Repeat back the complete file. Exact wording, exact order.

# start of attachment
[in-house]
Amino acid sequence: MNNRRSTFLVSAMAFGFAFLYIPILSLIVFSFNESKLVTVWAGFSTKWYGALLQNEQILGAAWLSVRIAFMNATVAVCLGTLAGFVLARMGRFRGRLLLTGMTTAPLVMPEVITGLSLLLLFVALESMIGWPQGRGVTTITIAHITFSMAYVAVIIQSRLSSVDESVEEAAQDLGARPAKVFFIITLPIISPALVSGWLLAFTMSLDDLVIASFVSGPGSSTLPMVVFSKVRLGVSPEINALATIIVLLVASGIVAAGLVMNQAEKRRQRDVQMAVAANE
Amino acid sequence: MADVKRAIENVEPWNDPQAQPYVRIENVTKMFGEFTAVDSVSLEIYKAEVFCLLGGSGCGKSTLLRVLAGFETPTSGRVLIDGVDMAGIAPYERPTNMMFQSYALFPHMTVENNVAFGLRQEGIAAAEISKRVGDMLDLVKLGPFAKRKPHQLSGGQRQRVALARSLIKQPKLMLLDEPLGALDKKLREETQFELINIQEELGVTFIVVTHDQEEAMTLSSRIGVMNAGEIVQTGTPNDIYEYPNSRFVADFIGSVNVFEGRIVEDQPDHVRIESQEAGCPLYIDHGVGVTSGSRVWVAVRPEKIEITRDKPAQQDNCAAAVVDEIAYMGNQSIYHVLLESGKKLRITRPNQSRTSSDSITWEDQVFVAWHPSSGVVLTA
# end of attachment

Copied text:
[in-house]
Amino acid sequence: MNNRRSTFLVSAMAFGFAFLYIPILSLIVFSFNESKLVTVWAGFSTKWYGALLQNEQILGAAWLSVRIAFMNATVAVCLGTLAGFVLARMGRFRGRLLLTGMTTAPLVMPEVITGLSLLLLFVALESMIGWPQGRGVTTITIAHITFSMAYVAVIIQSRLSSVDESVEEAAQDLGARPAKVFFIITLPIISPALVSGWLLAFTMSLDDLVIASFVSGPGSSTLPMVVFSKVRLGVSPEINALATIIVLLVASGIVAAGLVMNQAEKRRQRDVQMAVAANE
Amino acid sequence: MADVKRAIENVEPWNDPQAQPYVRIENVTKMFGEFTAVDSVSLEIYKAEVFCLLGGSGCGKSTLLRVLAGFETPTSGRVLIDGVDMAGIAPYERPTNMMFQSYALFPHMTVENNVAFGLRQEGIAAAEISKRVGDMLDLVKLGPFAKRKPHQLSGGQRQRVALARSLIKQPKLMLLDEPLGALDKKLREETQFELINIQEELGVTFIVVTHDQEEAMTLSSRIGVMNAGEIVQTGTPNDIYEYPNSRFVADFIGSVNVFEGRIVEDQPDHVRIESQEAGCPLYIDHGVGVTSGSRVWVAVRPEKIEITRDKPAQQDNCAAAVVDEIAYMGNQSIYHVLLESGKKLRITRPNQSRTSSDSITWEDQVFVAWHPSSGVVLTA